From limited access to legal representation and pervasive discrimination and systemic biases to a lack of understanding of the legal process or even awareness of one’s own rights, there are countless ways in which the law underserves marginalized people in Canada, including Black, Indigenous, 2SLGBTQI+ and immigrant communities, or those of a lower socio-economic status.
Through the world-class legal education and learning opportunities we offer at Osgoode Hall Law School at York University – one of the top law schools in Canada and recognized among the best in the world – we are teaching aspiring lawyers and tomorrow’s leaders to become champions for social impact and advocates for positive change on a global scale by helping those who have been, and continue to be today, left behind by our legal system.
To deliver the positive change needed to usher in fundamental changes to these longstanding disparities, we are putting our students on the frontlines of social justice through opportunities to align their learning with real-world impact.
Osgoode’s Community & Legal Aid Services Program (CLASP) is a legal aid clinic offering free advice and representation to community members (including York students). Up to 125 current law students work under the guidance and mentorship of professional lawyers to gain real-world, clinical experience as they assist low-income individuals and families with administrative, criminal and immigration law. Through active and engaged community lawyering, CLASP supports marginalized communities – particularly those in the Jane and Finch area – while also helping educate the public on legal issues such as workers’ rights and arrests at the 2010 G20 Summit.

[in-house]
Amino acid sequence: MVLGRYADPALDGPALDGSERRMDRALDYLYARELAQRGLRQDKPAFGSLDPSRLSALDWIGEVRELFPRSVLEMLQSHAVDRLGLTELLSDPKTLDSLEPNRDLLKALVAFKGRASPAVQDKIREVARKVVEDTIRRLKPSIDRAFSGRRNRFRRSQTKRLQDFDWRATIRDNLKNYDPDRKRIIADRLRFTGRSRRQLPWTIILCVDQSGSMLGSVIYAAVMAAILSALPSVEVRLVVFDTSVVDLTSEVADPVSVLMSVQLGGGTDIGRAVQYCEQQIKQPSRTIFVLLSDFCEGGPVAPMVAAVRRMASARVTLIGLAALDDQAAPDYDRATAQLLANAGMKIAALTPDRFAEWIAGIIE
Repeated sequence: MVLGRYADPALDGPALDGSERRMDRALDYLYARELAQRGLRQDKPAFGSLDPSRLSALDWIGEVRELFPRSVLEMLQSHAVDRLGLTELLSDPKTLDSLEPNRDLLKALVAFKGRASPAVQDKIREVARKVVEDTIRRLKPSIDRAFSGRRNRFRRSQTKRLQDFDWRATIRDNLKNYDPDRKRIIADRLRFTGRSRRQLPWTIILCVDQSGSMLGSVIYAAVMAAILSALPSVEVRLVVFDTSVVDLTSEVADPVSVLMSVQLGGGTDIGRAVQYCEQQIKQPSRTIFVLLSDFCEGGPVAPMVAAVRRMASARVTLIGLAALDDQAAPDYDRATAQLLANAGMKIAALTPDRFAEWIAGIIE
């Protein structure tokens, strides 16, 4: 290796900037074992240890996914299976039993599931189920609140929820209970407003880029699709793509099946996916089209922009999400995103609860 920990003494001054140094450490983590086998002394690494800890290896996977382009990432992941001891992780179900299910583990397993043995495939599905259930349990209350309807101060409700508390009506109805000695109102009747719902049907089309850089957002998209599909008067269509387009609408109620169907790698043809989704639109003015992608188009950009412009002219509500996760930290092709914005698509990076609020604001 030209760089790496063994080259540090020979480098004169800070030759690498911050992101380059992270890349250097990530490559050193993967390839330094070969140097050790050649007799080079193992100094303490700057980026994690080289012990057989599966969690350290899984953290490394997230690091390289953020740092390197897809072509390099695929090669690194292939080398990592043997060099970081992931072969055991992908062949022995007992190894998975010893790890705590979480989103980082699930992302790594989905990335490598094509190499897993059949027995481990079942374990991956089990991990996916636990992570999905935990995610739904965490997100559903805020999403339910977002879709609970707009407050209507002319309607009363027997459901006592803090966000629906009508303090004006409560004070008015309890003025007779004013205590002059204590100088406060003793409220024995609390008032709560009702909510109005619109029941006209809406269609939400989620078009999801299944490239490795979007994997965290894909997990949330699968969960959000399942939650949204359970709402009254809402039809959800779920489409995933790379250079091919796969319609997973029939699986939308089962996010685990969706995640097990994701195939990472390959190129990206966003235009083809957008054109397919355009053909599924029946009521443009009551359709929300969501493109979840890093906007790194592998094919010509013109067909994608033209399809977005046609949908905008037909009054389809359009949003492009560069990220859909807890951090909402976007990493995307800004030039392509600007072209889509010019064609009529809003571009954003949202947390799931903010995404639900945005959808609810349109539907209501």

The impact of this life-changing initiative has reverberated for many individuals and families over its lifespan. When two Osgoode students took up the case of a family from Kazakhstan facing deportation, they were motivated by the opportunity to make a difference in the lives of those who need it most. With the expert advice of their supervising lawyer, Louis Althaus and Brandon Jeffrey Jang secured a reprieve just days before the deportation took effect, allowing them to add to their own professional experience while paving the way for the family to continue living their dream in Canada.
Students are also encouraged to infuse this commitment to social justice and supporting marginalized communities throughout their careers, and with the incredible diversity of our student body, to fight for the social causes close to their hearts.
For example, for Osgoode graduate and Gold Medal recipient Frank Nasca, this opportunity came when faced with the plight of a transmasculine non-binary person who was denied gender-affirming care. Being transgender themselves, Nasca was uniquely motivated to take on the case, pulling from the legal knowledge they gained during their studies and even advice from their Osgoode professors – ultimately winning their tribunal appeal and delivering on the values nurtured during their time at Osgoode.